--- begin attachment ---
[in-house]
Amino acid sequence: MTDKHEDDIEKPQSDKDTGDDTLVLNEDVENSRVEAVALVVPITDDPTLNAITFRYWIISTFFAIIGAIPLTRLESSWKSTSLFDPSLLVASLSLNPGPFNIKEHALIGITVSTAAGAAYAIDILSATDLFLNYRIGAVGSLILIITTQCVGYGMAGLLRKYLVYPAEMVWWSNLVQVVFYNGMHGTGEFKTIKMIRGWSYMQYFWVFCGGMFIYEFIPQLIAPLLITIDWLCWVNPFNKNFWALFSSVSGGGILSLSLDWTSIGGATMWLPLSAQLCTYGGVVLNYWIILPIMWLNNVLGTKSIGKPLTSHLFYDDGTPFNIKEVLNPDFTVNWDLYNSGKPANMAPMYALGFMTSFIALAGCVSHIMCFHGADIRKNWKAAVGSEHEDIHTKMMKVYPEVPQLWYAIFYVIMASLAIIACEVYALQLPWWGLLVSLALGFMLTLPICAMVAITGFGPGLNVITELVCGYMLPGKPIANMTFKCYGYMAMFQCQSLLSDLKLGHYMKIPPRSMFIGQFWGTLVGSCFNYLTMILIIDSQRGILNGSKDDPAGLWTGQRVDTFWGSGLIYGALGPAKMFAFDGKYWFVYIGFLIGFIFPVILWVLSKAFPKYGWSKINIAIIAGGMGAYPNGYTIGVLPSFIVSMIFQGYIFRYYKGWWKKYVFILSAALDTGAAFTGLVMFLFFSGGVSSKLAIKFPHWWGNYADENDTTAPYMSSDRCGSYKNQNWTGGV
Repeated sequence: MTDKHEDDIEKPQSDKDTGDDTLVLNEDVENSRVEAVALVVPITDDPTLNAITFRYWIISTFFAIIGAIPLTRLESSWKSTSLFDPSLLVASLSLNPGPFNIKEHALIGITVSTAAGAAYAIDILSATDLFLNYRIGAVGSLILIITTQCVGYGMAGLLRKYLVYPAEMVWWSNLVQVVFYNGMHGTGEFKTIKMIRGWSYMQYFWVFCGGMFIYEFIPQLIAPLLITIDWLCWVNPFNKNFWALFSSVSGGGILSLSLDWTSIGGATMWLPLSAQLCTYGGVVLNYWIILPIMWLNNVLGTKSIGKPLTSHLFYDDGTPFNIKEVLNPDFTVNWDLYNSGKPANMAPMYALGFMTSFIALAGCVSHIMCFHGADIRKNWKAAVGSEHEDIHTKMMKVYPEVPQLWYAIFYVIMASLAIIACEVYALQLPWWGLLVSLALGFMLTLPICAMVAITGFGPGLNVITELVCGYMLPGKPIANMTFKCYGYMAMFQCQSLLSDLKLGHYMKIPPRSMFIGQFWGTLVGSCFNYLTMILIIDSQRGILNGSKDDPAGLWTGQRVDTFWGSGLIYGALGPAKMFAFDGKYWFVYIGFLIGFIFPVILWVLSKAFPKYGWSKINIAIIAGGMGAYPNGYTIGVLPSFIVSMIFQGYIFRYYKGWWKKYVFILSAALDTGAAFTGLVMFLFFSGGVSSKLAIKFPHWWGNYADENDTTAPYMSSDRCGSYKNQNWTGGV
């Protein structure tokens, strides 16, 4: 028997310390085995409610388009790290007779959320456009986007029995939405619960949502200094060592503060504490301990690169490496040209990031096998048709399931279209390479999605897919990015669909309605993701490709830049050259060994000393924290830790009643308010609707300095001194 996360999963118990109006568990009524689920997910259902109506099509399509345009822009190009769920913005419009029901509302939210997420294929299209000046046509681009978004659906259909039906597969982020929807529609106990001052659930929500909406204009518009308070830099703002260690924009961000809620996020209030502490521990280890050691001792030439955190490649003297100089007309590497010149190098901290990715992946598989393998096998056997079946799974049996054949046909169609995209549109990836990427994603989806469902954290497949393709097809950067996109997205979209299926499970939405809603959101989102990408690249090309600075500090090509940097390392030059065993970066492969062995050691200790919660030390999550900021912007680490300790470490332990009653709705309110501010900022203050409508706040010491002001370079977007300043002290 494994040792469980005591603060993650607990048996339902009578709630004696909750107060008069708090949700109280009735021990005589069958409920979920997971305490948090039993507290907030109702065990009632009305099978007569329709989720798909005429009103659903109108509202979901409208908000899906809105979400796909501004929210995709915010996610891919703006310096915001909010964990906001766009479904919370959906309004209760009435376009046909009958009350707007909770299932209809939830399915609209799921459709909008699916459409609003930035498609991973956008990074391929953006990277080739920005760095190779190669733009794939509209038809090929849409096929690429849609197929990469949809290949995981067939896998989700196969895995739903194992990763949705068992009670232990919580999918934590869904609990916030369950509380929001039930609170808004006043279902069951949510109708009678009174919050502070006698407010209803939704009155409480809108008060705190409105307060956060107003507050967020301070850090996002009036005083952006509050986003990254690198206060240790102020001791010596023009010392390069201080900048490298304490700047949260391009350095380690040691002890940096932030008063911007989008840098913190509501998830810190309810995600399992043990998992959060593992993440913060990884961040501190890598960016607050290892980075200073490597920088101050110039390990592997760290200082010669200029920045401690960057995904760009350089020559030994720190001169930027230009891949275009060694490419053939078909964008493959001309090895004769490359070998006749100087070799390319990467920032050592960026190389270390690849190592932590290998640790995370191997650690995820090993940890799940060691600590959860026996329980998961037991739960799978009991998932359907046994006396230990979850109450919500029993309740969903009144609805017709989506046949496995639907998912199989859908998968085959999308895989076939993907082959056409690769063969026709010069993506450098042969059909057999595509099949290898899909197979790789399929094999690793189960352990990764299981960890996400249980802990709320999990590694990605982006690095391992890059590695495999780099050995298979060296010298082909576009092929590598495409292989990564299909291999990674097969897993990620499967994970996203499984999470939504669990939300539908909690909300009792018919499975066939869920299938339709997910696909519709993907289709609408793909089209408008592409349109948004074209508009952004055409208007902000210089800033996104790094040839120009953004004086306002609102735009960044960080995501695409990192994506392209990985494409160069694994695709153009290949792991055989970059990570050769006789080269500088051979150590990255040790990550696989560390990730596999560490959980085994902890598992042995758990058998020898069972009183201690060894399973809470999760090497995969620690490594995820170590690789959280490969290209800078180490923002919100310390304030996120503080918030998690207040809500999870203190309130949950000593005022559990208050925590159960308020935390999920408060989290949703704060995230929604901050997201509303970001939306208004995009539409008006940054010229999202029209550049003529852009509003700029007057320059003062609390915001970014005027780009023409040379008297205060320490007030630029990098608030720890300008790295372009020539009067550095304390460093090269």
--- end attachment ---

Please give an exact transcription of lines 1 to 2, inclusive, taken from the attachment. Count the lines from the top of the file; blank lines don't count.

[in-house]
Amino acid sequence: MTDKHEDDIEKPQSDKDTGDDTLVLNEDVENSRVEAVALVVPITDDPTLNAITFRYWIISTFFAIIGAIPLTRLESSWKSTSLFDPSLLVASLSLNPGPFNIKEHALIGITVSTAAGAAYAIDILSATDLFLNYRIGAVGSLILIITTQCVGYGMAGLLRKYLVYPAEMVWWSNLVQVVFYNGMHGTGEFKTIKMIRGWSYMQYFWVFCGGMFIYEFIPQLIAPLLITIDWLCWVNPFNKNFWALFSSVSGGGILSLSLDWTSIGGATMWLPLSAQLCTYGGVVLNYWIILPIMWLNNVLGTKSIGKPLTSHLFYDDGTPFNIKEVLNPDFTVNWDLYNSGKPANMAPMYALGFMTSFIALAGCVSHIMCFHGADIRKNWKAAVGSEHEDIHTKMMKVYPEVPQLWYAIFYVIMASLAIIACEVYALQLPWWGLLVSLALGFMLTLPICAMVAITGFGPGLNVITELVCGYMLPGKPIANMTFKCYGYMAMFQCQSLLSDLKLGHYMKIPPRSMFIGQFWGTLVGSCFNYLTMILIIDSQRGILNGSKDDPAGLWTGQRVDTFWGSGLIYGALGPAKMFAFDGKYWFVYIGFLIGFIFPVILWVLSKAFPKYGWSKINIAIIAGGMGAYPNGYTIGVLPSFIVSMIFQGYIFRYYKGWWKKYVFILSAALDTGAAFTGLVMFLFFSGGVSSKLAIKFPHWWGNYADENDTTAPYMSSDRCGSYKNQNWTGGV